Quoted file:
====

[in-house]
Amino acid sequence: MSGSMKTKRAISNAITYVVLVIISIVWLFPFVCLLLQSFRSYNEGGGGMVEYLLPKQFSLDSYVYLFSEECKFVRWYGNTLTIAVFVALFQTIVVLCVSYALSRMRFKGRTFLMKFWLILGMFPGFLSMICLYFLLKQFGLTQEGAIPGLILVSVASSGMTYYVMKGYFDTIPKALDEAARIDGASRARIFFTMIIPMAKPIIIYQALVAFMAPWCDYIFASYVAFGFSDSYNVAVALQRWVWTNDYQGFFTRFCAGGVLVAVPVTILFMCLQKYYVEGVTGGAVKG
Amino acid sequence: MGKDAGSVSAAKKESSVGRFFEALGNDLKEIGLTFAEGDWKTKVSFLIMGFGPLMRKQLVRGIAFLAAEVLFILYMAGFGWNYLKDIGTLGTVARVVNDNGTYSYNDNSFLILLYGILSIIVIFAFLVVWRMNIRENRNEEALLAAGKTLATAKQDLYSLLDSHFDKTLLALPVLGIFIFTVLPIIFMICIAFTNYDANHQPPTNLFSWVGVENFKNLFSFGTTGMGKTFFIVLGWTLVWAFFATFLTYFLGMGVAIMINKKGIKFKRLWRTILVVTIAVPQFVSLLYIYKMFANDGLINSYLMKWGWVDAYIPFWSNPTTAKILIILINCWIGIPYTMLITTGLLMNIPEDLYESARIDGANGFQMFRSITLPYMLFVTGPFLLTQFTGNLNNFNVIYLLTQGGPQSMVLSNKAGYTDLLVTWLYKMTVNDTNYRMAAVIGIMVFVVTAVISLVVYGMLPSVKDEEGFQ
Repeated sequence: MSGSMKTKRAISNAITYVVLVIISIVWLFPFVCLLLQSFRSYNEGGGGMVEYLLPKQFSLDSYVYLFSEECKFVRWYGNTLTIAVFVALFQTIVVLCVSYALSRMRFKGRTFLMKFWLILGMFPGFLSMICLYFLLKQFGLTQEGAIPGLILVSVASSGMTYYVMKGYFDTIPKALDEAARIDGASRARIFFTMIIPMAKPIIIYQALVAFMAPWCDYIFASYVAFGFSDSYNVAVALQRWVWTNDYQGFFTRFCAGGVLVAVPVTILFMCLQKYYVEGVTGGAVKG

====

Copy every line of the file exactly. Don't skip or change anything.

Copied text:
[in-house]
Amino acid sequence: MSGSMKTKRAISNAITYVVLVIISIVWLFPFVCLLLQSFRSYNEGGGGMVEYLLPKQFSLDSYVYLFSEECKFVRWYGNTLTIAVFVALFQTIVVLCVSYALSRMRFKGRTFLMKFWLILGMFPGFLSMICLYFLLKQFGLTQEGAIPGLILVSVASSGMTYYVMKGYFDTIPKALDEAARIDGASRARIFFTMIIPMAKPIIIYQALVAFMAPWCDYIFASYVAFGFSDSYNVAVALQRWVWTNDYQGFFTRFCAGGVLVAVPVTILFMCLQKYYVEGVTGGAVKG
Amino acid sequence: MGKDAGSVSAAKKESSVGRFFEALGNDLKEIGLTFAEGDWKTKVSFLIMGFGPLMRKQLVRGIAFLAAEVLFILYMAGFGWNYLKDIGTLGTVARVVNDNGTYSYNDNSFLILLYGILSIIVIFAFLVVWRMNIRENRNEEALLAAGKTLATAKQDLYSLLDSHFDKTLLALPVLGIFIFTVLPIIFMICIAFTNYDANHQPPTNLFSWVGVENFKNLFSFGTTGMGKTFFIVLGWTLVWAFFATFLTYFLGMGVAIMINKKGIKFKRLWRTILVVTIAVPQFVSLLYIYKMFANDGLINSYLMKWGWVDAYIPFWSNPTTAKILIILINCWIGIPYTMLITTGLLMNIPEDLYESARIDGANGFQMFRSITLPYMLFVTGPFLLTQFTGNLNNFNVIYLLTQGGPQSMVLSNKAGYTDLLVTWLYKMTVNDTNYRMAAVIGIMVFVVTAVISLVVYGMLPSVKDEEGFQ
Repeated sequence: MSGSMKTKRAISNAITYVVLVIISIVWLFPFVCLLLQSFRSYNEGGGGMVEYLLPKQFSLDSYVYLFSEECKFVRWYGNTLTIAVFVALFQTIVVLCVSYALSRMRFKGRTFLMKFWLILGMFPGFLSMICLYFLLKQFGLTQEGAIPGLILVSVASSGMTYYVMKGYFDTIPKALDEAARIDGASRARIFFTMIIPMAKPIIIYQALVAFMAPWCDYIFASYVAFGFSDSYNVAVALQRWVWTNDYQGFFTRFCAGGVLVAVPVTILFMCLQKYYVEGVTGGAVKG